Republicans In Congress Hike The Cost Of Education For Poorest Students
• Jared Polis (New Dem-CO)Immediately after the vote Congressional Progressive Caucus Co-Chairs Reps. Raúl Grijalva (D-AZ) and Keith Ellison (D-MN) asked the question, Why are Republicans trying to make it more costly to attend college?
• Scott Peters (New Dem-CA)
• Joe Garcia (New Dem-FL)
• Dan Maffei (New Dem-NY)
Students who work hard to get a college education should not be saddled with a lifetime of crushing debt. The latest Republican proposal would make getting a college education more expensive. College education is already too expensive. Why are Republicans trying to make it more costly to attend college?No one wants to talk about it, but Republicans would like to drive the children of working class households-- particularly children of color from working class households-- off the college path and into menial labor and trades. It's the Republican Party policy everyone knows about but no one mentions out loud. They're even willing to sacrifice the future of lower middle class white kids to accomplish their goal. Donna Edwards (D-MD) skirted the ugly truth yesterday after the vote, pointing out that "the Republican Majority introduced legislation which, according to the nonpartisan Congressional Research Service, would in fact make college more expensive for students and parents than if Congress did nothing. The bill would set variable interest rates for student loans tied to 10-year Treasury notes +2.5 percent for Stafford and +4.5 percent for PLUS loans. Under the Republican bill, students who borrow the maximum amount of subsidized and unsubsidized Stafford loans over five years would pay nearly $2,000 more in interest costs than if interest rates doubled. The bill passed the House by a vote of 221-198."
In June, the student loan interest rate will double from 3.4% to 6.8%. Under the Republican ‘fix,’ when next year’s college freshmen start repaying their loans after they graduate, the interest rate on their college loan is projected to be 7.4%. Meanwhile, the world’s biggest banks borrow money from the government at an interest rate of 1% or lower.
We should be helping students go to college. We shouldn’t charge students more to borrow for college than we charge banks. We support Senator Elizabeth Warren’s (D-MA) and Rep. John Tierney’s (D-MA) bill to tie the student loan interest rate to the current Federal Reserve lending rate.
Education continues to be the gateway to the American Dream. At a time when more and more of our nation’s wealth goes to corporate profits instead of middle class wages, the Republican scheme continues handouts to Wall Street at millions of students’ expense.”
“America’s families simply cannot afford the Republican solution to student loan rates. That is why I proposed two amendments to reduce the cap for Stafford and PLUS loans, and further reduce the cap for Stafford loans for students pursuing the science, technology, engineering and mathematics (STEM) fields. Our economy requires that we curtail unaffordable student loan debt while incentivizing students to join a workforce that will ensure the United States’ competitiveness in the 21st century. Republicans rejected both these ideas, but I urge them to reconsider as Congress works towards a long-term higher education bill.But that's the point. Republicans don't want more Donna Edwardses rising up and championing the interests of working families. Nobel economist Joe Stiglitz: "The life chances of a young American are more dependent on the income and education of their parents than in other industrial countries... Students are being squeezed. Incomes are down, and tuition is going up. They don't qualify for Pell Grants, and their parents really have no way to pay tuition at most schools." He backs Warren's bill to lower the cost of student borrowing.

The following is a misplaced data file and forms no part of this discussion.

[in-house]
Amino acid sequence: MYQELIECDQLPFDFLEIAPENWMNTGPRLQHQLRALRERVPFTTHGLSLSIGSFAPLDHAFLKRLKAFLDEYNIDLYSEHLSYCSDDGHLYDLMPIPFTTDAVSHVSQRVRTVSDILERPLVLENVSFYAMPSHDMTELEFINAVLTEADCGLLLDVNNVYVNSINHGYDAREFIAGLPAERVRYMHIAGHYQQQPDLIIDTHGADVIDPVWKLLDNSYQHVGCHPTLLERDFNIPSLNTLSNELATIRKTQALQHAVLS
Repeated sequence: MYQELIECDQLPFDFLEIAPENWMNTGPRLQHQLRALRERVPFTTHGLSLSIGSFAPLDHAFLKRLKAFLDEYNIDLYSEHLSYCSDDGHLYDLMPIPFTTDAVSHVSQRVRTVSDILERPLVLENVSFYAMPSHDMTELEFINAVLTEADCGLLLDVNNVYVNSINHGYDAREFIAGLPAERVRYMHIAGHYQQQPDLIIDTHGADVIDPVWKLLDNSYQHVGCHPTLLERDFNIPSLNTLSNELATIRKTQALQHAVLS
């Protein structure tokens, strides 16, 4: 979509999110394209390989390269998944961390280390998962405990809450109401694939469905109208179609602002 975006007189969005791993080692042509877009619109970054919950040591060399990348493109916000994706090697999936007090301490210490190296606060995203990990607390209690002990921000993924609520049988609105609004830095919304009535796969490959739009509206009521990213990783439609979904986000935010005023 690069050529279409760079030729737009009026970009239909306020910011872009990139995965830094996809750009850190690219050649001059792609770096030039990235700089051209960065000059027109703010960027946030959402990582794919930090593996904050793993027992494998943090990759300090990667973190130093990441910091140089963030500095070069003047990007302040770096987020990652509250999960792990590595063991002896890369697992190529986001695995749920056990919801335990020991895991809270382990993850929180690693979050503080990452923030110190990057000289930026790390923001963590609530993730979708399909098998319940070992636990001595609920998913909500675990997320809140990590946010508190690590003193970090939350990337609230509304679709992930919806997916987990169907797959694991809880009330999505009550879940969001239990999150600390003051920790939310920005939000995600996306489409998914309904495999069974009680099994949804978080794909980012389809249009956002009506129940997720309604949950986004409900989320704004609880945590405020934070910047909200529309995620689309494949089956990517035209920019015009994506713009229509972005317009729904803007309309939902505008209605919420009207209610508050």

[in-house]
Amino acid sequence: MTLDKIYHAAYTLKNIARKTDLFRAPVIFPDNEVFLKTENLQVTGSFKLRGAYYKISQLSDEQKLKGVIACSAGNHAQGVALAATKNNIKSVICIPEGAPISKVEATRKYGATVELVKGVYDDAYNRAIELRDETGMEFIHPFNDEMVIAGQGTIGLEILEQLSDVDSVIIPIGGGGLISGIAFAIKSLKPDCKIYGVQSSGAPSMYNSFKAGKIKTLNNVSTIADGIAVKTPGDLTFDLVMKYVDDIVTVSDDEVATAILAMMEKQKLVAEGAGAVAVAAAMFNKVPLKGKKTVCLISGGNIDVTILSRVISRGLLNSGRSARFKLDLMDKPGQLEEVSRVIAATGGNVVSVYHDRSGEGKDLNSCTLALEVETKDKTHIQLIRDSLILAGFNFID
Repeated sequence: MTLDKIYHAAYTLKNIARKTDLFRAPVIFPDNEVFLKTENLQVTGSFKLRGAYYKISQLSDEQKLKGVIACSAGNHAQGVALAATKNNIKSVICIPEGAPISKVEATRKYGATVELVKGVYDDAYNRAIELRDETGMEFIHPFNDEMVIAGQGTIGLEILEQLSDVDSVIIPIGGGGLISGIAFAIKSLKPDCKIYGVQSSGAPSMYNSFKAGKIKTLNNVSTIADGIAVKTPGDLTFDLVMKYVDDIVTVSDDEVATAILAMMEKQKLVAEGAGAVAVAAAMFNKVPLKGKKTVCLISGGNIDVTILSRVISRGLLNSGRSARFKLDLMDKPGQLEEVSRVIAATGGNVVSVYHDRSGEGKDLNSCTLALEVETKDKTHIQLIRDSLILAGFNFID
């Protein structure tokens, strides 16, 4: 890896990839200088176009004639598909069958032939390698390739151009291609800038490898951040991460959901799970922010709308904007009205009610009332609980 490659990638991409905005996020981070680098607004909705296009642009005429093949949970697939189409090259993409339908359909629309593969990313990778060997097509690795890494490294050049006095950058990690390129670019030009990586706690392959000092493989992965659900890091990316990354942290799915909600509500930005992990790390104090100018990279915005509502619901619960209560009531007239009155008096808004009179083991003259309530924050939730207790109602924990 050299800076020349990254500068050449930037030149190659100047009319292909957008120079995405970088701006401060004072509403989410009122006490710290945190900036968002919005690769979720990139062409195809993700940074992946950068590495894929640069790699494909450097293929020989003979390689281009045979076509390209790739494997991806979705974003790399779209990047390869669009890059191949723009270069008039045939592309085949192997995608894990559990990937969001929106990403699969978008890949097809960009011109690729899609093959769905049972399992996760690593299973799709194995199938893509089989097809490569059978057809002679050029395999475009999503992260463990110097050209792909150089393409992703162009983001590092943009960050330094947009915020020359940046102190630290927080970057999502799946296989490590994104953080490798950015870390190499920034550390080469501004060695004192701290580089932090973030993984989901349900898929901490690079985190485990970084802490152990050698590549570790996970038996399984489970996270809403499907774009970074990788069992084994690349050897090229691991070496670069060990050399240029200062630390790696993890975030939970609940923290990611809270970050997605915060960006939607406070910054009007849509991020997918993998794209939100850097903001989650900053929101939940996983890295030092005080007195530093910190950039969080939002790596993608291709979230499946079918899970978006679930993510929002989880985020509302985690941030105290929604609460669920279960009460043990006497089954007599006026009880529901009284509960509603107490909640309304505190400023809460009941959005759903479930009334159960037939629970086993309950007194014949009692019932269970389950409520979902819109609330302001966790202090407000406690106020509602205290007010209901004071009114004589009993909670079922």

“My decision to attend Wake Forest University then law school came at a cost of $100,000, a quarter of that was a result of interest and service fees. I understand personally that we need a short and long-term solution to college affordability, but it is irresponsible to, at a time when a college education is more important and expensive than ever, to place more of a burden on our students and parents.”
The White House released a statement just before the vote suggesting President Obama would veto the bill if it ever makes it to his desk. "Under the President's proposal, the rate on new Federal student loans would be set each year based on the Treasury's actual cost of borrowing, and would remain fixed for the life of the loan so that borrowers would have certainty about the rates they would pay. The President's proposal also would expand the 'Pay As You Earn' repayment option to ensure that no student borrower is required to pay more than ten percent of his or her discretionary income on student loans. "While the Administration welcomes action by the House on this issue, H.R. 1911 is the wrong approach. First, the bill would not guarantee low rates for today's students. A rate that continues to vary after the loan has already been taken out would create uncertainty and lessen transparency for students and their families who are making decisions about borrowing for college. Second, the bill's changes would impose the largest interest rate increases on low‑ and middle‑income students and families who struggle most to afford a college education. Third, the bill does not include the President's proposal to extend repayment options to borrowers who have already left school and often face the same debt burdens as current and future students. Finally, the Administration believes that student loan interest rates should not be raised to reduce the deficit. If the President were presented with this legislation in its current form, his senior advisors would recommend that he veto the bill.